by Michael McColly - £12.99 Soft Skull Press (2007)
paperback ISBN 13: 9781932360929 | ISBN 10: 1932360921
The After-Death Room offers an insider's urgent quest for a more global understanding of the psycho-spiritual challenges that people face who wake up each morning inside the AIDS epidemic and have to act, to learn, to hope from there.
McColly's is a odyssey that leads him to search out African-American preachers on the Southside of Chicago, Buddhist monks in a remote Thai monastery, traditional [Zulu healer], male sex workers in urban India, and mullahs in Islamic Senegal. Through the lives of these far-flung individuals, and through the utterly transforming experiences of his journey, he comes to a fuller understanding of how cultural attitudes toward death and dying, sexuality and gender, and morality and spirituality affect the life chances and the activist energies of people living with HIV/AIDS.
The journey begins in South Africa at the 13th International AIDS conference in Durban to which the author was brought to give a workshop on the benefits of Yoga for people with HIV/AIDS. Shortly after he'd first learned that he was HIV positive, he embraced the discipline of Yoga to help him face the ensuing psychological and physical challenges. In South Africa he hoped to have the chance to adapt the work he had done in Chicago, where he had shared his learning about Yoga's healing potential for people suffering from HIV/AIDS and other chronic diseases.
However, in the process of offering workshops in South Africa, he found himself confronted with the deeper issues and ethical dimensions of this epidemic, particularly when asked by activists to join them and come into communities to offer the Yoga workshop to teens and HIV women's groups. He was directly confronted with himown principles and beliefs when he had to choose to either stay or return to the U.S. out of fear of losing his job and thus jeopardize my health insurance. The shaky foundations of his liberal of eastern philosophy and Christian ethics began to crumble in the face of the stories of activists from China to Nairobi and seeing for himself the destructive despair that HIV/AIDS was inflicting on a South Africa already wounded by generations of violence and racism. He found himself asking visceral questions about why such glaring inequities around the world were allowed to feed this pandemic. What do you do, for example, when four-year old AIDS orphans grab your legs and somehow know that you need to hug them as much as they need to hug you?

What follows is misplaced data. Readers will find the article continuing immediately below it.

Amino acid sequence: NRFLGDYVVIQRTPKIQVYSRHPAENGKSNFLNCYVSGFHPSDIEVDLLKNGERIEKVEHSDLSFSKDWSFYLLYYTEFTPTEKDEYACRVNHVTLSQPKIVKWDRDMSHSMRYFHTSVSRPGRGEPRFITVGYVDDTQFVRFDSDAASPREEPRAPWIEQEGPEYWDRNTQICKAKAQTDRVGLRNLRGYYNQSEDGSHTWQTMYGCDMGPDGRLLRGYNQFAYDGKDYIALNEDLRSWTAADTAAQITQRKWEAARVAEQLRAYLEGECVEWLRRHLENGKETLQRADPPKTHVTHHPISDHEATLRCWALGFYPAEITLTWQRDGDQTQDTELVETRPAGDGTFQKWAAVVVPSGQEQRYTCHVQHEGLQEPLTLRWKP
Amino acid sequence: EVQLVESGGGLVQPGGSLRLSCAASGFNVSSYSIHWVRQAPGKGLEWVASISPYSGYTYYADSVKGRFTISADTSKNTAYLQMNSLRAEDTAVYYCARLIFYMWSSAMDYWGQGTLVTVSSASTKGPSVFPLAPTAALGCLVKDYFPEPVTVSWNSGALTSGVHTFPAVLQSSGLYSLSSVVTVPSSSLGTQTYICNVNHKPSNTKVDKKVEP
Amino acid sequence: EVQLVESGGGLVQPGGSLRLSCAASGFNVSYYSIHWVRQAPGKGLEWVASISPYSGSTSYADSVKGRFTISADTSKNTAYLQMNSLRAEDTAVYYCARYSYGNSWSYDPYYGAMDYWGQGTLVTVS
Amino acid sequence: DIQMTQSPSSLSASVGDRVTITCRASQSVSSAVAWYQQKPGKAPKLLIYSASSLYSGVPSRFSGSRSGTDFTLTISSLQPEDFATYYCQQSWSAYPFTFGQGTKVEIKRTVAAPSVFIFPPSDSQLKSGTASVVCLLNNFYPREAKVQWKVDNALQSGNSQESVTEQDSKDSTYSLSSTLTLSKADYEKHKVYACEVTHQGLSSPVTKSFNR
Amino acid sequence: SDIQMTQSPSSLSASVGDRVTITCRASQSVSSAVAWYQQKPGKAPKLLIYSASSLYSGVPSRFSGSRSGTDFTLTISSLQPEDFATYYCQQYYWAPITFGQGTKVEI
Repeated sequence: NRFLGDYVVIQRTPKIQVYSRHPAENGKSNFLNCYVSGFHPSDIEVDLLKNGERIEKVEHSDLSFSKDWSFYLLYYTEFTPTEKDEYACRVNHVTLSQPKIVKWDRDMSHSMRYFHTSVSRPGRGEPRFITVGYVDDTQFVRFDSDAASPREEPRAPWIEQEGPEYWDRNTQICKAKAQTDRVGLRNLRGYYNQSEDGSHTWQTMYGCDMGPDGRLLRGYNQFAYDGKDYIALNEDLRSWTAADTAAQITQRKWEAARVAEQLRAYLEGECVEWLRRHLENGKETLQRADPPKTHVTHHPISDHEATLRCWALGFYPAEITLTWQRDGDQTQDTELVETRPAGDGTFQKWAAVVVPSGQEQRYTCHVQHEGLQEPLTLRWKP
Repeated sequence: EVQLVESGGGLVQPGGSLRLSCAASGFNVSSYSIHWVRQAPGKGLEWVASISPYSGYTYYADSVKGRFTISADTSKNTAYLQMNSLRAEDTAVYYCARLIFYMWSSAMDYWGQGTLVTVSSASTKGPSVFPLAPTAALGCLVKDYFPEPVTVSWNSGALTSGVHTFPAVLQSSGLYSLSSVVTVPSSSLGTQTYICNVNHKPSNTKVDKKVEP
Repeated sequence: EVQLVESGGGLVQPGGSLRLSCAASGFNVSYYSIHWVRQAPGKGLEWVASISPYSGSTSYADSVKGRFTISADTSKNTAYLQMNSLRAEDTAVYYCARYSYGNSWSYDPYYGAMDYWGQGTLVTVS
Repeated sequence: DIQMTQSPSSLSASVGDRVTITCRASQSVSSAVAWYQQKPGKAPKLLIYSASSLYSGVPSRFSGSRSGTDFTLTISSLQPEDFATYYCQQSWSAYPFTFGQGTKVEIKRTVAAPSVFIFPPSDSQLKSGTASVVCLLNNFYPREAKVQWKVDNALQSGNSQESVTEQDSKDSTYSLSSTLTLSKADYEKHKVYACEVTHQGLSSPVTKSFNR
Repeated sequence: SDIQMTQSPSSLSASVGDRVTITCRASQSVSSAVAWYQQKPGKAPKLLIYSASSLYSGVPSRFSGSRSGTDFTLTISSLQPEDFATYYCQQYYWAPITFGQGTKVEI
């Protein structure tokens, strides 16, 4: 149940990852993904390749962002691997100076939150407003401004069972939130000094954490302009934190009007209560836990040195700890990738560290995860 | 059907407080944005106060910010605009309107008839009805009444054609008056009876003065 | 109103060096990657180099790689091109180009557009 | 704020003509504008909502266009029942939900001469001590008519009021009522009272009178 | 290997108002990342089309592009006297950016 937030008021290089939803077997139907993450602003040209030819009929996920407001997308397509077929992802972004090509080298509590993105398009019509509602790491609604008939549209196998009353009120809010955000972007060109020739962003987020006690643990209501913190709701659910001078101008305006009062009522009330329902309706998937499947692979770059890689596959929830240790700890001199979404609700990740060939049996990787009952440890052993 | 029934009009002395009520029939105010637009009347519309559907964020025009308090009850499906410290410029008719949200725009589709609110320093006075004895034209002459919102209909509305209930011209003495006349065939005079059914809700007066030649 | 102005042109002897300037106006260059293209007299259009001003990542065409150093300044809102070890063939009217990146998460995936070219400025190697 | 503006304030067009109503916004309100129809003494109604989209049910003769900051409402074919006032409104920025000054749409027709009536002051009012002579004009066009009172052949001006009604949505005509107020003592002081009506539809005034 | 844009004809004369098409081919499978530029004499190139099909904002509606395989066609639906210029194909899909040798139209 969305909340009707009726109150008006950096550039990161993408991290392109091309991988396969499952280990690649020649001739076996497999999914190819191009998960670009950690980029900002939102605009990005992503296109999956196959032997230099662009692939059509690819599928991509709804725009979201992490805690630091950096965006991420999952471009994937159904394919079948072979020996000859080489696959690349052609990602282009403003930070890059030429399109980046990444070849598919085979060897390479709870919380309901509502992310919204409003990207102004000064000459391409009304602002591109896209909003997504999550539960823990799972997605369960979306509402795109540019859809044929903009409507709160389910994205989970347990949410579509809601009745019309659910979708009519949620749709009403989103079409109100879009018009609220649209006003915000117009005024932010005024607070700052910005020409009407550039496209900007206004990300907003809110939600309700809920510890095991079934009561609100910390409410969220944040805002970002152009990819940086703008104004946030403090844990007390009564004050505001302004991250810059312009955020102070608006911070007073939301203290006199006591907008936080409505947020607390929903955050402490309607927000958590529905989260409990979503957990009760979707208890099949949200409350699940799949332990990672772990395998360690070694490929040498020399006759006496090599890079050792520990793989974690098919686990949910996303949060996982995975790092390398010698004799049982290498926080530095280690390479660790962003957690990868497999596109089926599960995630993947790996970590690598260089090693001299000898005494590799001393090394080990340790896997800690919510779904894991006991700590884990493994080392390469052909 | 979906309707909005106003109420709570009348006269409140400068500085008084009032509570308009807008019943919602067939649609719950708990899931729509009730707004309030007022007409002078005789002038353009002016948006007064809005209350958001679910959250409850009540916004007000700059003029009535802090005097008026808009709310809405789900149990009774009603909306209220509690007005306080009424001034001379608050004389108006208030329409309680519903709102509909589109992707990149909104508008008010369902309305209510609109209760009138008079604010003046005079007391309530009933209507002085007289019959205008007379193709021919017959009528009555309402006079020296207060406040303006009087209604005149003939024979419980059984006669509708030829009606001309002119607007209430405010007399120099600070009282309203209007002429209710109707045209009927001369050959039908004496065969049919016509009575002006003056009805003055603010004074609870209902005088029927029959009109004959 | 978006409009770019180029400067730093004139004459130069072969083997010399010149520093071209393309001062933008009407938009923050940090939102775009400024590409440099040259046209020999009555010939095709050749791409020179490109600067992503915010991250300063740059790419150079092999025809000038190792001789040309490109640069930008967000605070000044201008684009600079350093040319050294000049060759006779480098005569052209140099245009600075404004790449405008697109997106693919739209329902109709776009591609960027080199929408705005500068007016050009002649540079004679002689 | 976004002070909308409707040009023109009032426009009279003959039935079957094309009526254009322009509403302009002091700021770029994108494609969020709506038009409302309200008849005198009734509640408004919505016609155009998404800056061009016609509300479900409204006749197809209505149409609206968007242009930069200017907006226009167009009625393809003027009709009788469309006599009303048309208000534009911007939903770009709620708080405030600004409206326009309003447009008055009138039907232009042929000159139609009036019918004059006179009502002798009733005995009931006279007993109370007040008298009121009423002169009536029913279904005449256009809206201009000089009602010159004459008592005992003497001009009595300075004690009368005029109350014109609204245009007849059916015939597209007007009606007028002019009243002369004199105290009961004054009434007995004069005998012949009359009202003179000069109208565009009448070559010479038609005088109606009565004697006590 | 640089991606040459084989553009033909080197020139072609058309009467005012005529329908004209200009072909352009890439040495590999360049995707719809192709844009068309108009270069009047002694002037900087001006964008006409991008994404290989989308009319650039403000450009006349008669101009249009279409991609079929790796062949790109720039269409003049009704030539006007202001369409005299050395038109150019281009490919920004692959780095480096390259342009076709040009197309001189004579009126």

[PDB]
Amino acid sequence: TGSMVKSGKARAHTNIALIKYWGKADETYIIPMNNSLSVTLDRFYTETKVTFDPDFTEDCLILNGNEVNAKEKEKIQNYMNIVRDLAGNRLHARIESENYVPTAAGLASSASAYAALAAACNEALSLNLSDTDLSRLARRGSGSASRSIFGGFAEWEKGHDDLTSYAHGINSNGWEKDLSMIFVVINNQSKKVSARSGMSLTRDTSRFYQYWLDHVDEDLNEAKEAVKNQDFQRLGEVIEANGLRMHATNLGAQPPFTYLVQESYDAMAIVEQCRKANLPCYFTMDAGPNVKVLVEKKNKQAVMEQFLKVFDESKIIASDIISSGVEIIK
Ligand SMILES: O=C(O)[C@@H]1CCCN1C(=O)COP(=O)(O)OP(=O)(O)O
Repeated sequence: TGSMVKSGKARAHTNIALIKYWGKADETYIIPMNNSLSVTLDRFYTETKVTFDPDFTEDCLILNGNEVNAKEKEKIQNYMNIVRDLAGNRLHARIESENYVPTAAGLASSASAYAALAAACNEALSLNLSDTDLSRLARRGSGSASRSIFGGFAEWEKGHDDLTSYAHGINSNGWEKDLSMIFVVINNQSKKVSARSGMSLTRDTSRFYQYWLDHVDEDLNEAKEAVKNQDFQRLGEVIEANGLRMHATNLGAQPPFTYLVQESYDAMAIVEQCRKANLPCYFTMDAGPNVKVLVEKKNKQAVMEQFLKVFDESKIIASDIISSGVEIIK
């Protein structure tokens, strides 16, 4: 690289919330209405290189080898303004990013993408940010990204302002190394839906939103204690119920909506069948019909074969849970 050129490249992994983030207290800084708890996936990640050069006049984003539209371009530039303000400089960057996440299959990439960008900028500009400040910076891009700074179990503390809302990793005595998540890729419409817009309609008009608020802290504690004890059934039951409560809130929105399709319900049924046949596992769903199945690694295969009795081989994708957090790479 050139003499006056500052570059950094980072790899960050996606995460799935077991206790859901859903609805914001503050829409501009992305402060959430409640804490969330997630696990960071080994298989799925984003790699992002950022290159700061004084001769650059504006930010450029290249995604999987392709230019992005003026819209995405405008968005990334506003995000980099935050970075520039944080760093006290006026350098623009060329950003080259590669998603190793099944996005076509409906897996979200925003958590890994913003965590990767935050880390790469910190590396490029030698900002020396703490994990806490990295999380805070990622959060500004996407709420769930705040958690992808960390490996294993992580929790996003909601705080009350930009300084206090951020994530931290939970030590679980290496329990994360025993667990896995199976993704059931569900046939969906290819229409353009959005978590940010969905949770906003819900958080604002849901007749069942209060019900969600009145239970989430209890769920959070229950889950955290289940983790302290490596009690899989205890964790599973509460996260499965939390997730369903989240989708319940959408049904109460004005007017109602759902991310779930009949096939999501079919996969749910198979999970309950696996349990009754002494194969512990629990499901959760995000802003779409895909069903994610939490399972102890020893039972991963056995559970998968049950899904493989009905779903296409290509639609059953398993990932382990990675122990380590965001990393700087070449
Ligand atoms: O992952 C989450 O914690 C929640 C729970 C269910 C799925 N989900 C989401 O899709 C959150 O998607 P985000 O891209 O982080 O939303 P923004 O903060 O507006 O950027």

Traveling into this epidemic and having to face the wrenching realities of life with HIV's stigma, shame, and certain swift death had a profound effect on the author. It challenged McColly to place his own struggles in a global frame, forcing him to contemplate the lives of the majority of HIV positive people who do not have the good fortune of treatment, access to health care and a supportive community. How, he began to ask myself, do they really live? What are the worlds that shape their hardship and their hopes on a daily basis?
His South African trip affected deep changes in another way. Although that society suffers infection rates of 20 percent, he met some remarkably upbeat and committed spirits there, HIV positive activists and community organizers who are shaping not only policy in South Africa but leading the international struggle to secure affordable treatment and basic civil rights for people with HIV. These people seem unafraid of stigma and of death; they also seemed invigorated by the challenge of changing themselves and their worlds. Bearing witness to their urgent passion made him reevaluate his life and its purpose. He thus embarks on a global odyssey to both teach and learn, traveling to India, Thailand, Vietnam, Senegal (with stints in Chicago in between, and returns visits both to South Africa and other of these countries.
In so doing, he felt his identity change from that of a victim of a virus to that of a member of a worldwide movement that could help reshape the planetary future.
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